In creating persuasive presentations, you have to answer a lot of questions, beyond just what you will say. Thinking about the following key elements of the entire presentation experience will get you that much closer to success.
1/ Know what your “Call to Action” is in the context of the conversation: Is it to build understanding, to generate real choices, or to make a critical decision? Each one of those landing points is different ending and requires different design choices for how the participants will spend their time in the beginning, middle and end of the conversation.
2/ Figure out who should be invited and why: Move from the “must invite” team of political insiders and past meeting participants to a diverse dream team of voices that include provocative creatives, lead customers, adjacent industry players, network connectors and industry experts. But sending an invite to diverse folks isn’t enough to secure a successful outcome. Be sure to spend some time thinking empathetically about what motivates and threatens them in order to engage their best creative contribution.
3/ Explore visual ways to frame the issue: The hardest part of preparing for a strategic conversation is to figure out exactly what the problem is. Albert Einstein is famous for saying, “if I had 60 minutes to solve a problem, I’d spend the first 55 minutes figuring out what the problem was.” Frames serve to narrow or expand the lens on a problem, ideally helping it become more solvable. Visuals are often much more effective than words to communicate the problem in ways that people can really understand. As visual thinking guru Dan Roam likes to say: “If you know what problem you need to solve, you can draw the picture.”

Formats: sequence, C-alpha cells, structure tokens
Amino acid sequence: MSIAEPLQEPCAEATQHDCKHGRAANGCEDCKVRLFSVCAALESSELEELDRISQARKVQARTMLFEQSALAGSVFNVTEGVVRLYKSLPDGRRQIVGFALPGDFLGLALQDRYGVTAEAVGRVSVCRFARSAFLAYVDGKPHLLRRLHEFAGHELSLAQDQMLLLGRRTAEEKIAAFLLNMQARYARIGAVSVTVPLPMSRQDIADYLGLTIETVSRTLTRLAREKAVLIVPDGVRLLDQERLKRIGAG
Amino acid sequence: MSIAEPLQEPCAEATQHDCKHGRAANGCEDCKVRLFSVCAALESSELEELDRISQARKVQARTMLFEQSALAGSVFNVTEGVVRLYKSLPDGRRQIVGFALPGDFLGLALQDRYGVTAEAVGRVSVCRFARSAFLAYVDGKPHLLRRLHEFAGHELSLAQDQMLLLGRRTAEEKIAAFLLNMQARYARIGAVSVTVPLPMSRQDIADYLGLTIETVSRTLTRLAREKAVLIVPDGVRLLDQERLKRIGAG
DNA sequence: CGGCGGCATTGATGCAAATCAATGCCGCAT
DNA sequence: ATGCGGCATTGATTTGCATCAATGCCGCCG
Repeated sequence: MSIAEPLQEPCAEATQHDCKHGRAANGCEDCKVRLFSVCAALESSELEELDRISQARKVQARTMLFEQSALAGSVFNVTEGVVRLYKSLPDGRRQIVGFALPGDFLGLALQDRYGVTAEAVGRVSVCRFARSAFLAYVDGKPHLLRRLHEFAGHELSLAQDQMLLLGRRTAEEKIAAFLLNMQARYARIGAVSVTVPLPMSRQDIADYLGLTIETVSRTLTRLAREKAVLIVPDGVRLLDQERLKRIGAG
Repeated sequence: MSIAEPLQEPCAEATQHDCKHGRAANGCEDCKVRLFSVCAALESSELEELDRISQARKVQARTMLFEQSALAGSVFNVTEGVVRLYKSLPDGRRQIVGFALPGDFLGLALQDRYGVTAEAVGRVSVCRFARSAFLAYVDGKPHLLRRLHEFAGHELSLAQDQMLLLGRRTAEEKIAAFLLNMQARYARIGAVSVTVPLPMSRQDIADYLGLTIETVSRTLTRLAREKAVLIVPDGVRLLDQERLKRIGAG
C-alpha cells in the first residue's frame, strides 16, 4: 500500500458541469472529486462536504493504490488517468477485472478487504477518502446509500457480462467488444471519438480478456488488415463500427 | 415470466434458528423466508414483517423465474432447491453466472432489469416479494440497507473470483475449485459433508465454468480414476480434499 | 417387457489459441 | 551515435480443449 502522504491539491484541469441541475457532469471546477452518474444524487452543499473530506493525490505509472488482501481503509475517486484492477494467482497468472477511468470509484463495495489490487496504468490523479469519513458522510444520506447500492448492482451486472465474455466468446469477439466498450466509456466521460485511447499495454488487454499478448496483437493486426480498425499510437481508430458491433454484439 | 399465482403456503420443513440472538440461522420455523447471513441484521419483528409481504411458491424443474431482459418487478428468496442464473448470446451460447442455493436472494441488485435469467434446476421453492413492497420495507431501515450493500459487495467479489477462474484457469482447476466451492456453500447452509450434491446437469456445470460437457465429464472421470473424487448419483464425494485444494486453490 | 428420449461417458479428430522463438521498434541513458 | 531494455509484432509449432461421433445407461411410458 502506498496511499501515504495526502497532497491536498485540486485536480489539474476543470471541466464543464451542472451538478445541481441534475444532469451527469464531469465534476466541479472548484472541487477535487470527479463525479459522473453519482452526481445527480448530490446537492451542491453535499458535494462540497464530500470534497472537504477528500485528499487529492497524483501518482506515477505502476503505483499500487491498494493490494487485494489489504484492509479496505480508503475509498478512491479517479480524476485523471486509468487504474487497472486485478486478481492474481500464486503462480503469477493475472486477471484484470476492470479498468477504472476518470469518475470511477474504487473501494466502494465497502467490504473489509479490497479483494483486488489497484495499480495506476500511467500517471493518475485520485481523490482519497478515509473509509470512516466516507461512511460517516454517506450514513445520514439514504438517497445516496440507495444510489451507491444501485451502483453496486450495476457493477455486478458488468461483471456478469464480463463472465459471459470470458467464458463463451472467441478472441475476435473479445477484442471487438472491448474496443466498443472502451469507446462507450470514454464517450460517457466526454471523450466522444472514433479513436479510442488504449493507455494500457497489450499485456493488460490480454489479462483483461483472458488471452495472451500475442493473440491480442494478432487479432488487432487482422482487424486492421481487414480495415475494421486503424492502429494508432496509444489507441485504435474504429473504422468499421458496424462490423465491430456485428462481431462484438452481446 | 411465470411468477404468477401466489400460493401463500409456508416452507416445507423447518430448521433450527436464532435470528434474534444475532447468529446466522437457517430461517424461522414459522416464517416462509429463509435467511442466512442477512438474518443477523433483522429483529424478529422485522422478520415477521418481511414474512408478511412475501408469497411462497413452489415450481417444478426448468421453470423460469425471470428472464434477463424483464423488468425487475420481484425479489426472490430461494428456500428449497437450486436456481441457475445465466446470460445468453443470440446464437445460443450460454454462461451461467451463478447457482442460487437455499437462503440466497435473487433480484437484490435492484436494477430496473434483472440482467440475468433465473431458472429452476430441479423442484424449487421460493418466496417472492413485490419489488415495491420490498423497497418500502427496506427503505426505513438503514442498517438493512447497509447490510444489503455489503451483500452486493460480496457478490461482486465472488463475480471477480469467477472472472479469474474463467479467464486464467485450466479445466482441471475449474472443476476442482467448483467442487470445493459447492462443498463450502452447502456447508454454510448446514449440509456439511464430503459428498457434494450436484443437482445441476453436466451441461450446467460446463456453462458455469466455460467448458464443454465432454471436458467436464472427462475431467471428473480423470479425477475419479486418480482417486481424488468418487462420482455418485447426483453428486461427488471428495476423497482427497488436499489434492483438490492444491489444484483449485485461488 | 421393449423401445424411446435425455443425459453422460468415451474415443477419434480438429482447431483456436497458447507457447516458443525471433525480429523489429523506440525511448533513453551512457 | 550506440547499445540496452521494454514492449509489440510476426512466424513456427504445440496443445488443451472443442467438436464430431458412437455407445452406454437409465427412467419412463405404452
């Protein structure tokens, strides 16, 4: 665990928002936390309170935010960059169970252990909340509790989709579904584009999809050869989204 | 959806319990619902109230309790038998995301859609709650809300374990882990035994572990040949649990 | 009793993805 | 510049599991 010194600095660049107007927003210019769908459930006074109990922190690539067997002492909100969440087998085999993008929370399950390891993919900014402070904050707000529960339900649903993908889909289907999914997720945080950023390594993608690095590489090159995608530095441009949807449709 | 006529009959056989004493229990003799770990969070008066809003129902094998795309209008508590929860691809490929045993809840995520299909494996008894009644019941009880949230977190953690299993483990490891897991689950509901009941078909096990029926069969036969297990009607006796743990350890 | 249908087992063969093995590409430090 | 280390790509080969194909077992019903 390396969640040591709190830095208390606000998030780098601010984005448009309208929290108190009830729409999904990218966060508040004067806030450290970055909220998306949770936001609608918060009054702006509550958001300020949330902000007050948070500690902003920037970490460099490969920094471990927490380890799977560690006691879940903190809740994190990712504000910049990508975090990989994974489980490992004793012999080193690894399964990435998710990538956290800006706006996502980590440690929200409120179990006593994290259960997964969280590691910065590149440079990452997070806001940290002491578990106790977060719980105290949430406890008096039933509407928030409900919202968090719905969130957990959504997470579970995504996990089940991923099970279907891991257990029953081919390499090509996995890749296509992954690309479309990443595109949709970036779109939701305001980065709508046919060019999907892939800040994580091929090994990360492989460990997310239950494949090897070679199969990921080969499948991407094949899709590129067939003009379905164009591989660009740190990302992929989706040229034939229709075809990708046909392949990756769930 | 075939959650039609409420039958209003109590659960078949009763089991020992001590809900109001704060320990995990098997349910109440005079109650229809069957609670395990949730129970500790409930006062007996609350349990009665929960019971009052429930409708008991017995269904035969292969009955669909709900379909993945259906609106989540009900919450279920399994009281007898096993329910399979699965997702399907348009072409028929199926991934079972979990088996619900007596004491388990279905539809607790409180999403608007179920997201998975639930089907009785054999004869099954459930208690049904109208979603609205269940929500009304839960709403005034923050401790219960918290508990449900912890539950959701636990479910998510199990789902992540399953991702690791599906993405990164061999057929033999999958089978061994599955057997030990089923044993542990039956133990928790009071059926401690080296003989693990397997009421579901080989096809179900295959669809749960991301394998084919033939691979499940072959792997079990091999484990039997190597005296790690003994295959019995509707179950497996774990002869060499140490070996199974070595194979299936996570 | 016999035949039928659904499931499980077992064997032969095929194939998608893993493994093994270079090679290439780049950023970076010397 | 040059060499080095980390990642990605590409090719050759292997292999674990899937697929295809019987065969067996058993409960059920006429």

4/ Set the conditions for success: Conversations don’t happen in vacuums. They happen in physical environments that either support our best work, or distract us from being fully present. Make sure to architect an appropriate space stocked with the right materials to support your conversation – seek out rooms with natural lighting and fresh air, scope out vertical wall space for whiteboarding, give sharpies and post-its to everyone for democratic ideation. When you need to create a true sand box of imaginative possibility, you DO have to sweat the small stuff.
5/ Map the experience: If you were to plot the emotion of an average meeting with time on the x-axis and emotion on the y-axis, you’d likely see a graph that looked like a flat line. Passion is often intentionally checked at the door of many important conversations, because it is assumed that unchecked emotions will bring out our worst instincts, subject us to biases, and derail the meeting’s agenda. But emotionless meetings also risk something else – when participants are stuck on autopilot, the most important opportunities for true collaboration may go unrealized. Below is a chart that maps a hypothetical two-day strategic planning offsite with the De La Salle Christian Brothers using mostly data to create a strategic plan.